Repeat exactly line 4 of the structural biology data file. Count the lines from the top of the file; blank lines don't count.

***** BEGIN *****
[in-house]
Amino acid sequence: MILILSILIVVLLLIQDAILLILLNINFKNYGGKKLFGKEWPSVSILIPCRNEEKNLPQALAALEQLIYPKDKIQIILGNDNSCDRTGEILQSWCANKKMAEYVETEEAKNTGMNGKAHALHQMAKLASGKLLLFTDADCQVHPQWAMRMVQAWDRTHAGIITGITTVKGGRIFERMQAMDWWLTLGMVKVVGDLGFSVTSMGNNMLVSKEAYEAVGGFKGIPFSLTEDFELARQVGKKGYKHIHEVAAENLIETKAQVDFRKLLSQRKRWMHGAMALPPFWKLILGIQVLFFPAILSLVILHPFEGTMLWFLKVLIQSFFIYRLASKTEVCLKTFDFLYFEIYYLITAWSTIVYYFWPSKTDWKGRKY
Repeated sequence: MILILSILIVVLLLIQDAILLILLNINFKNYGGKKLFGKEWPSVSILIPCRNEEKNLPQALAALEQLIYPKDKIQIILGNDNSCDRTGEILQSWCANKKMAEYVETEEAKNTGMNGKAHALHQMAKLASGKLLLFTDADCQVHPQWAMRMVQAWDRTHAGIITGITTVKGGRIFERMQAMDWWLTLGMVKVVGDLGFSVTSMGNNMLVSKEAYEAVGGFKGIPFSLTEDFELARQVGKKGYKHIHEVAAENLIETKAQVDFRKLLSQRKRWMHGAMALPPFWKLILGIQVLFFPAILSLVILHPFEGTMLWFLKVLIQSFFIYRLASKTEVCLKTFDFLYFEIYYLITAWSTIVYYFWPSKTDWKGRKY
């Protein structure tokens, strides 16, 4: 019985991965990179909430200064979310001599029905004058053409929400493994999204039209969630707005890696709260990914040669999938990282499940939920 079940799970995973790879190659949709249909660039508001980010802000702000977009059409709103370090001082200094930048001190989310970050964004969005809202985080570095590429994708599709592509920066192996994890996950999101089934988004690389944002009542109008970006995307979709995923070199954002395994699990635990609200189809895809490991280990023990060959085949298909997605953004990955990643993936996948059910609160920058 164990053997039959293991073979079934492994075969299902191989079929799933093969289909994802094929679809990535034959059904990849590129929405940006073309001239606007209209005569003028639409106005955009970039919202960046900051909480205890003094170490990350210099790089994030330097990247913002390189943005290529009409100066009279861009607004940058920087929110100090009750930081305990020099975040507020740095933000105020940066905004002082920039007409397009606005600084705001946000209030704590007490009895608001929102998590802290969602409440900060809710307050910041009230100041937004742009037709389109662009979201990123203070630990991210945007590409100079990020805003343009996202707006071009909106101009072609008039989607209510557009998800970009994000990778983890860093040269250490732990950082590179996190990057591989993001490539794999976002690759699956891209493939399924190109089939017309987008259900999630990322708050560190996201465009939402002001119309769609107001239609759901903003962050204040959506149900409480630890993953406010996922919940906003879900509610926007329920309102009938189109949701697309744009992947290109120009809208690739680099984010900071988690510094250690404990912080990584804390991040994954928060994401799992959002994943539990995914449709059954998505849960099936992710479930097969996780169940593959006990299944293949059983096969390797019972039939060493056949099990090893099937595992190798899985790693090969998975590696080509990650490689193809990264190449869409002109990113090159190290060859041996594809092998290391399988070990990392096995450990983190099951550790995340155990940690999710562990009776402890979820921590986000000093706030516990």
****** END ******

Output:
């Protein structure tokens, strides 16, 4: 019985991965990179909430200064979310001599029905004058053409929400493994999204039209969630707005890696709260990914040669999938990282499940939920 079940799970995973790879190659949709249909660039508001980010802000702000977009059409709103370090001082200094930048001190989310970050964004969005809202985080570095590429994708599709592509920066192996994890996950999101089934988004690389944002009542109008970006995307979709995923070199954002395994699990635990609200189809895809490991280990023990060959085949298909997605953004990955990643993936996948059910609160920058 164990053997039959293991073979079934492994075969299902191989079929799933093969289909994802094929679809990535034959059904990849590129929405940006073309001239606007209209005569003028639409106005955009970039919202960046900051909480205890003094170490990350210099790089994030330097990247913002390189943005290529009409100066009279861009607004940058920087929110100090009750930081305990020099975040507020740095933000105020940066905004002082920039007409397009606005600084705001946000209030704590007490009895608001929102998590802290969602409440900060809710307050910041009230100041937004742009037709389109662009979201990123203070630990991210945007590409100079990020805003343009996202707006071009909106101009072609008039989607209510557009998800970009994000990778983890860093040269250490732990950082590179996190990057591989993001490539794999976002690759699956891209493939399924190109089939017309987008259900999630990322708050560190996201465009939402002001119309769609107001239609759901903003962050204040959506149900409480630890993953406010996922919940906003879900509610926007329920309102009938189109949701697309744009992947290109120009809208690739680099984010900071988690510094250690404990912080990584804390991040994954928060994401799992959002994943539990995914449709059954998505849960099936992710479930097969996780169940593959006990299944293949059983096969390797019972039939060493056949099990090893099937595992190798899985790693090969998975590696080509990650490689193809990264190449869409002109990113090159190290060859041996594809092998290391399988070990990392096995450990983190099951550790995340155990940690999710562990009776402890979820921590986000000093706030516990």